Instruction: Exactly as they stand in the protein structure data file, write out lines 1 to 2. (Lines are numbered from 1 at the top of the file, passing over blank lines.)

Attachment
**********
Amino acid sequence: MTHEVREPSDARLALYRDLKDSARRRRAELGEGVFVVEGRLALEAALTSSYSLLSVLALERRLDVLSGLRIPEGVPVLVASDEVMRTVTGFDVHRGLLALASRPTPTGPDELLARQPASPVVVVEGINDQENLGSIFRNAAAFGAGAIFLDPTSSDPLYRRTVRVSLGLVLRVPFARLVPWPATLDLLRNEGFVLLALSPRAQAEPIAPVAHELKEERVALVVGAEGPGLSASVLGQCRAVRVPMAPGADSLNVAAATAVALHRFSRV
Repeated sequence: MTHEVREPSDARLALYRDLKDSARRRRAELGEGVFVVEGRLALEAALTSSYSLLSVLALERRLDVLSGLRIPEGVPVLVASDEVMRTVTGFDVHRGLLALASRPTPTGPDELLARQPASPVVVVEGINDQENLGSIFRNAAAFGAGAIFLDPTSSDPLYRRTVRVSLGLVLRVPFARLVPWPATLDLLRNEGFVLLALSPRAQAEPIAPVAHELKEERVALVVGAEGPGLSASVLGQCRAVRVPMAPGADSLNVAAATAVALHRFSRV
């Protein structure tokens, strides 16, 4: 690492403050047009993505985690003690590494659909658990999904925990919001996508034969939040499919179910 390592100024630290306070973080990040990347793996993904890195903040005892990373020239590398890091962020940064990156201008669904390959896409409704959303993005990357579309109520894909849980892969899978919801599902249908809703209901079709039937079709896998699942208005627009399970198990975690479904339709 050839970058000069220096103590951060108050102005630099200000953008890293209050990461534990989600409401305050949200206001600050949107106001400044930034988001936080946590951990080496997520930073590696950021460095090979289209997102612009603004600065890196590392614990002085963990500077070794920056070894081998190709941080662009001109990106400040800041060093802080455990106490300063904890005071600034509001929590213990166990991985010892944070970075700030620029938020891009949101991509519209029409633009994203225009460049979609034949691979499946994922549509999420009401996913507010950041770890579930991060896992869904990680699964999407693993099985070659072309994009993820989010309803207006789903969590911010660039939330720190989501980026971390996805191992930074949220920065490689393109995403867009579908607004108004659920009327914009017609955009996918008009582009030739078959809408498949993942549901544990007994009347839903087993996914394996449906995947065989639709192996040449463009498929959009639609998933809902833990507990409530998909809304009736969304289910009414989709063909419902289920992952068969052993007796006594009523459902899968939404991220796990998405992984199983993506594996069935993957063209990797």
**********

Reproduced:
Amino acid sequence: MTHEVREPSDARLALYRDLKDSARRRRAELGEGVFVVEGRLALEAALTSSYSLLSVLALERRLDVLSGLRIPEGVPVLVASDEVMRTVTGFDVHRGLLALASRPTPTGPDELLARQPASPVVVVEGINDQENLGSIFRNAAAFGAGAIFLDPTSSDPLYRRTVRVSLGLVLRVPFARLVPWPATLDLLRNEGFVLLALSPRAQAEPIAPVAHELKEERVALVVGAEGPGLSASVLGQCRAVRVPMAPGADSLNVAAATAVALHRFSRV
Repeated sequence: MTHEVREPSDARLALYRDLKDSARRRRAELGEGVFVVEGRLALEAALTSSYSLLSVLALERRLDVLSGLRIPEGVPVLVASDEVMRTVTGFDVHRGLLALASRPTPTGPDELLARQPASPVVVVEGINDQENLGSIFRNAAAFGAGAIFLDPTSSDPLYRRTVRVSLGLVLRVPFARLVPWPATLDLLRNEGFVLLALSPRAQAEPIAPVAHELKEERVALVVGAEGPGLSASVLGQCRAVRVPMAPGADSLNVAAATAVALHRFSRV